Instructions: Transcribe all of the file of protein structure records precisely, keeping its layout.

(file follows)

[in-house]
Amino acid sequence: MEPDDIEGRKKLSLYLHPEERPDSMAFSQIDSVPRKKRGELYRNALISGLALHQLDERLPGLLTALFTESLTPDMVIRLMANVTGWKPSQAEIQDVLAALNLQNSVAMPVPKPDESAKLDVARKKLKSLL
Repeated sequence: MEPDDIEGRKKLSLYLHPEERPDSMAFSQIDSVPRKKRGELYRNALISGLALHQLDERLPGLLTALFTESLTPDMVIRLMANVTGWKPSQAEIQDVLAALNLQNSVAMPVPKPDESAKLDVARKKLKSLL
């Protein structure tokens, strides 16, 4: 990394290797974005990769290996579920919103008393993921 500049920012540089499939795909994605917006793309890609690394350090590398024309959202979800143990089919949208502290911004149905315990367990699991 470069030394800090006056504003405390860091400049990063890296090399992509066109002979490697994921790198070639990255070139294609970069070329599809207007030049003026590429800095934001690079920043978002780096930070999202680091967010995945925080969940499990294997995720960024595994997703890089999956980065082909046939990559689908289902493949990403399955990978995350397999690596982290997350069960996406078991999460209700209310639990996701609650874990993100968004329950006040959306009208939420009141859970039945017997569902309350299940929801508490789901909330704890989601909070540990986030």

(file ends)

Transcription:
[in-house]
Amino acid sequence: MEPDDIEGRKKLSLYLHPEERPDSMAFSQIDSVPRKKRGELYRNALISGLALHQLDERLPGLLTALFTESLTPDMVIRLMANVTGWKPSQAEIQDVLAALNLQNSVAMPVPKPDESAKLDVARKKLKSLL
Repeated sequence: MEPDDIEGRKKLSLYLHPEERPDSMAFSQIDSVPRKKRGELYRNALISGLALHQLDERLPGLLTALFTESLTPDMVIRLMANVTGWKPSQAEIQDVLAALNLQNSVAMPVPKPDESAKLDVARKKLKSLL
């Protein structure tokens, strides 16, 4: 990394290797974005990769290996579920919103008393993921 500049920012540089499939795909994605917006793309890609690394350090590398024309959202979800143990089919949208502290911004149905315990367990699991 470069030394800090006056504003405390860091400049990063890296090399992509066109002979490697994921790198070639990255070139294609970069070329599809207007030049003026590429800095934001690079920043978002780096930070999202680091967010995945925080969940499990294997995720960024595994997703890089999956980065082909046939990559689908289902493949990403399955990978995350397999690596982290997350069960996406078991999460209700209310639990996701609650874990993100968004329950006040959306009208939420009141859970039945017997569902309350299940929801508490789901909330704890989601909070540990986030």